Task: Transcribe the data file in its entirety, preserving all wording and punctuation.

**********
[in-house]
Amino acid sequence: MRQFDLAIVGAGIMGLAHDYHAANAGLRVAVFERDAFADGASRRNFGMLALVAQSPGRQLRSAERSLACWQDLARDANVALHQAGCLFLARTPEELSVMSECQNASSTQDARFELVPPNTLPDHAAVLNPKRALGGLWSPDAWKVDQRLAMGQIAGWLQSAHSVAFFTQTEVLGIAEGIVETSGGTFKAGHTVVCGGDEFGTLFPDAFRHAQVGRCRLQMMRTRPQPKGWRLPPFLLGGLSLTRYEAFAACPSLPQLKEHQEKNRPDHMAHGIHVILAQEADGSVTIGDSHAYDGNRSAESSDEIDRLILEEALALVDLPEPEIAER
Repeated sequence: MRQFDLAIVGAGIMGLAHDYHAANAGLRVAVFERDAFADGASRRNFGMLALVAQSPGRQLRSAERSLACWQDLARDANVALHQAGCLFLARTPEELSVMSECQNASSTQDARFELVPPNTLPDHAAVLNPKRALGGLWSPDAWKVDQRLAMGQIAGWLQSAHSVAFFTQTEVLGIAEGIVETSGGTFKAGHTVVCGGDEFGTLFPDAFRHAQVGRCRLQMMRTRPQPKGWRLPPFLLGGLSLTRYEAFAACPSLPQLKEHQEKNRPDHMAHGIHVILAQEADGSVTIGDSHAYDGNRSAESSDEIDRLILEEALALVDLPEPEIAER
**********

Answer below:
[in-house]
Amino acid sequence: MRQFDLAIVGAGIMGLAHDYHAANAGLRVAVFERDAFADGASRRNFGMLALVAQSPGRQLRSAERSLACWQDLARDANVALHQAGCLFLARTPEELSVMSECQNASSTQDARFELVPPNTLPDHAAVLNPKRALGGLWSPDAWKVDQRLAMGQIAGWLQSAHSVAFFTQTEVLGIAEGIVETSGGTFKAGHTVVCGGDEFGTLFPDAFRHAQVGRCRLQMMRTRPQPKGWRLPPFLLGGLSLTRYEAFAACPSLPQLKEHQEKNRPDHMAHGIHVILAQEADGSVTIGDSHAYDGNRSAESSDEIDRLILEEALALVDLPEPEIAER
Repeated sequence: MRQFDLAIVGAGIMGLAHDYHAANAGLRVAVFERDAFADGASRRNFGMLALVAQSPGRQLRSAERSLACWQDLARDANVALHQAGCLFLARTPEELSVMSECQNASSTQDARFELVPPNTLPDHAAVLNPKRALGGLWSPDAWKVDQRLAMGQIAGWLQSAHSVAFFTQTEVLGIAEGIVETSGGTFKAGHTVVCGGDEFGTLFPDAFRHAQVGRCRLQMMRTRPQPKGWRLPPFLLGGLSLTRYEAFAACPSLPQLKEHQEKNRPDHMAHGIHVILAQEADGSVTIGDSHAYDGNRSAESSDEIDRLILEEALALVDLPEPEIAER